In commerce, Igbos are a mobile, vividly industrious people who have spread all over Nigeria and Africa as traders and small merchants. In countries like Gabon, Ivory Coast, Equatorial Guinea, Sierra Leone, Togo, and Gambia, Igbo traders predominate in retail trade. Most Igbos are clannish, despite their individualism and hold closely together in non Igbo communities. They are often very unpopular in the communities they live in, because they push very hard to make money and often dominate the retail business in alien communities.
In his book, the Brutality of Nations, Dan Jacobs describes Igbos « as ambitious, dynamic and progressive people whose education and abilities did not endear them to those among whom they lived. Even during British rule, there were massacres of Igbos in Northern Nigeria-in Jos in 1945 and in Kano in 1953. Igbos have acquired the sobriquet, Jews of Africa ».
Education is highly emphasized and given priority in Igboland. Converted to Christianity by Catholic, Anglican and Presbyterian missionaries, they took up self improvement with such enthusiasm, that by the 1960’s, Igbos had the highest percentage of doctors, lawyers, engineers, physicists, and teachers than any other ethnic group in Africa. Because of the abundant educational talent in Igboland many newly independent African nations recruited them to fill vacancies in their civil service. The first American style university built in Africa was in Igboland – the Universty of Nigeria at Nsukka. Its founder, Dr. Nnamdi Azikiwe was a graduate of Lincoln University in Pennsylvania. Igbos and Yorubas are the most educated ethnic group in Africa.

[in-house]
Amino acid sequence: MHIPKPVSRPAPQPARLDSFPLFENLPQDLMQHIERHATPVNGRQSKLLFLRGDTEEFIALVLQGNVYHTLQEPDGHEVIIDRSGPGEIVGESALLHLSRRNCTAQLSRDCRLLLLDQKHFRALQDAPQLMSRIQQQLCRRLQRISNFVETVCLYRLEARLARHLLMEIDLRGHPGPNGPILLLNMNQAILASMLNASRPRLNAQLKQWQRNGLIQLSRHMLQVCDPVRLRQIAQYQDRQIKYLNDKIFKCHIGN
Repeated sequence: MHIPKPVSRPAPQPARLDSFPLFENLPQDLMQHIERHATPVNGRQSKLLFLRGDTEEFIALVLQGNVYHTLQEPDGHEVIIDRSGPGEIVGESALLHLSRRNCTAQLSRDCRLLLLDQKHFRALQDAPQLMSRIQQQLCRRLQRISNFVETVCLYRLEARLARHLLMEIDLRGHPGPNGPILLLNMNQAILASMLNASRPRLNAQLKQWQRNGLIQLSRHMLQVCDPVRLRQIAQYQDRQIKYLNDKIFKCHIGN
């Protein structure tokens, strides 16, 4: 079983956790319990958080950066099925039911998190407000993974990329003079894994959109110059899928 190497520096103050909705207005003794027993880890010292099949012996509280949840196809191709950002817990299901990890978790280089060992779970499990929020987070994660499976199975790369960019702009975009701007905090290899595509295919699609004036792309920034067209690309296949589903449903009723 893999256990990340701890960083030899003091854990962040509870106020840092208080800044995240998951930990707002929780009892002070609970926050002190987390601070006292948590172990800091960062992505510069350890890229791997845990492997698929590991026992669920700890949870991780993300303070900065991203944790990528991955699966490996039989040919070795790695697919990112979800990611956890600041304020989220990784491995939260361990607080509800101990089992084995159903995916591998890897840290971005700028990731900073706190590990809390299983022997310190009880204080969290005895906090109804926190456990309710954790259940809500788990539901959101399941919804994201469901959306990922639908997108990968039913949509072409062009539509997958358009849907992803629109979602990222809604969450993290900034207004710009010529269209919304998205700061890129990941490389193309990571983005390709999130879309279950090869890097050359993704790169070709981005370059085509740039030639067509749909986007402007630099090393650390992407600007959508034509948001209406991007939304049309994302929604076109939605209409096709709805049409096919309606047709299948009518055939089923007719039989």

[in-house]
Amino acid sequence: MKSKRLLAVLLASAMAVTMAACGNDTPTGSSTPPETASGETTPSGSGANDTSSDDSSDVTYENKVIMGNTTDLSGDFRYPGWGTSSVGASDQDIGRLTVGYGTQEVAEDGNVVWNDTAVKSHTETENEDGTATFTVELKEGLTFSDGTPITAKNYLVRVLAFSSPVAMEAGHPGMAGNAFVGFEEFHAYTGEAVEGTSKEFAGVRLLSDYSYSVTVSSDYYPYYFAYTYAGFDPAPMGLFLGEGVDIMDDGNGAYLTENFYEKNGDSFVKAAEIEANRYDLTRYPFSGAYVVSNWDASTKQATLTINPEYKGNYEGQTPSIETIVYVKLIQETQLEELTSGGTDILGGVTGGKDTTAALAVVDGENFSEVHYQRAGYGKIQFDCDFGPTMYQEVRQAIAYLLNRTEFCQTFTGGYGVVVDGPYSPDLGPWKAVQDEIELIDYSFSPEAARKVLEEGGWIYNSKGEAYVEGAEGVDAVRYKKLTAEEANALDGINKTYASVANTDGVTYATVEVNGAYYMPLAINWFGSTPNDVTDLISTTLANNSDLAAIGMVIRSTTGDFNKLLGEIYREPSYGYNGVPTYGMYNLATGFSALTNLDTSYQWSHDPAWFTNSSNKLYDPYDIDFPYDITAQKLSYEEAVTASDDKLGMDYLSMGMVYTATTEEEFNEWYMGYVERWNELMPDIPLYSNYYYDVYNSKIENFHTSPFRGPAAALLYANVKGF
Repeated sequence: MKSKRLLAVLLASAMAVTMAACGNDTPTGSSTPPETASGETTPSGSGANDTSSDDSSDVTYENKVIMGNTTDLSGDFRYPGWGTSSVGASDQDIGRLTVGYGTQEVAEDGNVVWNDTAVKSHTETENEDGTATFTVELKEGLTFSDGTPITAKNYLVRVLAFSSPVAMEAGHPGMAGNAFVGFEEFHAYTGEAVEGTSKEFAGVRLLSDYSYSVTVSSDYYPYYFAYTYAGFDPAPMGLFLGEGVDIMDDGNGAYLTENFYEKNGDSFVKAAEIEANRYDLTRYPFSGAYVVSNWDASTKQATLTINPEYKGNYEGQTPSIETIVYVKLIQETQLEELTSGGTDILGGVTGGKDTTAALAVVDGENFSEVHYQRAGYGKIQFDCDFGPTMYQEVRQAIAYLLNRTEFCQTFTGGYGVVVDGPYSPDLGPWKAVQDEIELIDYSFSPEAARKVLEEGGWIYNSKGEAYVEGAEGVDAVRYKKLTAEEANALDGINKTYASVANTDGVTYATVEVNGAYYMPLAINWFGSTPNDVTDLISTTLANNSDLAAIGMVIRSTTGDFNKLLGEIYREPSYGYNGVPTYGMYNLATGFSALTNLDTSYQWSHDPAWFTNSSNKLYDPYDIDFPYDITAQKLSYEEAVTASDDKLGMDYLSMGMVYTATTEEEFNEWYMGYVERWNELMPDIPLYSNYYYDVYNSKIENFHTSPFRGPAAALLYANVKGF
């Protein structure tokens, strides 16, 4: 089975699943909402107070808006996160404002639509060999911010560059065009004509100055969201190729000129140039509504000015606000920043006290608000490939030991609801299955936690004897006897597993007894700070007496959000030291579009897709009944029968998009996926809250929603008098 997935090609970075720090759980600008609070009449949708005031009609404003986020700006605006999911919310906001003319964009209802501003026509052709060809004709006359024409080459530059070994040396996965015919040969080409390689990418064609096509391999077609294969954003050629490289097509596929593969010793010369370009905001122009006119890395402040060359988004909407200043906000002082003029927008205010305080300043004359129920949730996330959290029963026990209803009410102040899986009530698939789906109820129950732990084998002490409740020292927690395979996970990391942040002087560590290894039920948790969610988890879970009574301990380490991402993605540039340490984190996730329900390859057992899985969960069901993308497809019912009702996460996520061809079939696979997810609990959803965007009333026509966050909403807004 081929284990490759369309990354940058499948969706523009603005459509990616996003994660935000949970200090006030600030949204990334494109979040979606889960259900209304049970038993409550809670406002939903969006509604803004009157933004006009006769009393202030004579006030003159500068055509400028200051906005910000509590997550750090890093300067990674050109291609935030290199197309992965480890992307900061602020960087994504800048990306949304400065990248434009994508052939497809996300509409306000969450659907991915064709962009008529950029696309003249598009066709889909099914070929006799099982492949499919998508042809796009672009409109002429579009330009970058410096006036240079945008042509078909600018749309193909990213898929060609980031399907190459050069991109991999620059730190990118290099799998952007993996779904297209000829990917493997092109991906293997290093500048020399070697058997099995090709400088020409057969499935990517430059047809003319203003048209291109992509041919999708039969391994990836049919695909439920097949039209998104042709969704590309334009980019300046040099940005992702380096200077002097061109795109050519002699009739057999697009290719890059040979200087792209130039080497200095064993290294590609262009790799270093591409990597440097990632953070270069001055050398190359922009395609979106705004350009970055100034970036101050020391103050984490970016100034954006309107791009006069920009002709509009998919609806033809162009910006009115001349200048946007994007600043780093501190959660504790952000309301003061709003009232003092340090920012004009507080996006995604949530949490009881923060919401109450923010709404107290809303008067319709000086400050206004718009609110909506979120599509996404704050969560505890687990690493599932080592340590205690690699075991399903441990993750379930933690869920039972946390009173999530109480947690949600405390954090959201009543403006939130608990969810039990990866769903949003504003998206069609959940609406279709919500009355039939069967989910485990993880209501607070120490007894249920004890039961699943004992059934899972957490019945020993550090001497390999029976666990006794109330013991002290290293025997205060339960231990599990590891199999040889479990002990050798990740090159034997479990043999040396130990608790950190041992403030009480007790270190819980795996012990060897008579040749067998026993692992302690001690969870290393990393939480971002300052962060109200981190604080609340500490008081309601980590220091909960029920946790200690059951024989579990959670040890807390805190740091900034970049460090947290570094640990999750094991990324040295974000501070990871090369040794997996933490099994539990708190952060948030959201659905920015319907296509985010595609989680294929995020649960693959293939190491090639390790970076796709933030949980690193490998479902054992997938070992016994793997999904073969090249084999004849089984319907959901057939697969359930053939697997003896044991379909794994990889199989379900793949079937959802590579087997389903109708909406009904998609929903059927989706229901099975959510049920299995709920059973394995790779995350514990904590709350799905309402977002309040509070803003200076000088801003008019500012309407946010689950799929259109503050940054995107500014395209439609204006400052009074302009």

Politically, Igbos are very effervescent and volatile. According to author Dan Jacobs « for Britain and for the British civil servants who continued to work in the Northern Region, Igbos have always been a troublesome element in the federation, a people with a democratic tradition who are not easily controlled. Many British were glad to see them out of a central position in the federation, as were those who had driven them back to their homeland and those who now held the civil service and other jobs they had left ». Igbos had been the most ardent advocates of a united Nigeria. Upon independence in 1960, an Igbo, Dr Nnamdi Azikiwe-American educated- became the first President and Governor General, while another Igbo, Aguiyi Ironsi became the first indigenous military chief. Leadership of most of the elite universities in Nigeria were also occupied by the Igbos.
Following the military coup of January 1966, which Igbos were accused of initiating, Aguiyi Ironsi, an Igbo, became President and Supreme Commander of the armed forces. Tensions rose very high in the country resulting in the massacre of Igbos in May 1966, the declaration of the Republic of Biafra by Igbos, and the subsequent civil war. Over two million Igbos died in the civil war, primarily of starvation.
They survived the 30 months genocide carried out by the Nigerian army with the support of foreign super powers. They lost everything they had: their assets were frozen, and they were given just £20 to start all over. Yet in less than 5 decades they have emerged as one of the most successful tribes in Africa with global influence…